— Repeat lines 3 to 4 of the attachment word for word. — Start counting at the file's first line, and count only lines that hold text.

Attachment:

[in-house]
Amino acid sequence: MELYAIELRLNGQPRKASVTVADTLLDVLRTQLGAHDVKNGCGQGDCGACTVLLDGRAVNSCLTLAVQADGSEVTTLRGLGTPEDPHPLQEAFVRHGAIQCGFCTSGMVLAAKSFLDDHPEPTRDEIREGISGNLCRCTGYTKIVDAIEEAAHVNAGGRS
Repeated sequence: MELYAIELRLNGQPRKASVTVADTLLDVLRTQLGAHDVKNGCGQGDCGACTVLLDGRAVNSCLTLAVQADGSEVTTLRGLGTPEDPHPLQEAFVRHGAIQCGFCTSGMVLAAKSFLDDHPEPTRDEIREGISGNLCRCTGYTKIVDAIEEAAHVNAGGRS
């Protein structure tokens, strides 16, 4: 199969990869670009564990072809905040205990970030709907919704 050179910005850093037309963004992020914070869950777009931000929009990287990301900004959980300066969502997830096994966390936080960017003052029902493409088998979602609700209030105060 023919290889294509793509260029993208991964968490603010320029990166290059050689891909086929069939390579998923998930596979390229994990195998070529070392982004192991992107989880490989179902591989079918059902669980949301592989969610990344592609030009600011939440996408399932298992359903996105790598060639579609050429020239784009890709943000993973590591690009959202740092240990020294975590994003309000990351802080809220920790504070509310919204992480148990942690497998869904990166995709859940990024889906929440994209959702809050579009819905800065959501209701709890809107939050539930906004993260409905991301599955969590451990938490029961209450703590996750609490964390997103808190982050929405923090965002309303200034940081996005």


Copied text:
Repeated sequence: MELYAIELRLNGQPRKASVTVADTLLDVLRTQLGAHDVKNGCGQGDCGACTVLLDGRAVNSCLTLAVQADGSEVTTLRGLGTPEDPHPLQEAFVRHGAIQCGFCTSGMVLAAKSFLDDHPEPTRDEIREGISGNLCRCTGYTKIVDAIEEAAHVNAGGRS
């Protein structure tokens, strides 16, 4: 199969990869670009564990072809905040205990970030709907919704 050179910005850093037309963004992020914070869950777009931000929009990287990301900004959980300066969502997830096994966390936080960017003052029902493409088998979602609700209030105060 023919290889294509793509260029993208991964968490603010320029990166290059050689891909086929069939390579998923998930596979390229994990195998070529070392982004192991992107989880490989179902591989079918059902669980949301592989969610990344592609030009600011939440996408399932298992359903996105790598060639579609050429020239784009890709943000993973590591690009959202740092240990020294975590994003309000990351802080809220920790504070509310919204992480148990942690497998869904990166995709859940990024889906929440994209959702809050579009819905800065959501209701709890809107939050539930906004993260409905991301599955969590451990938490029961209450703590996750609490964390997103808190982050929405923090965002309303200034940081996005």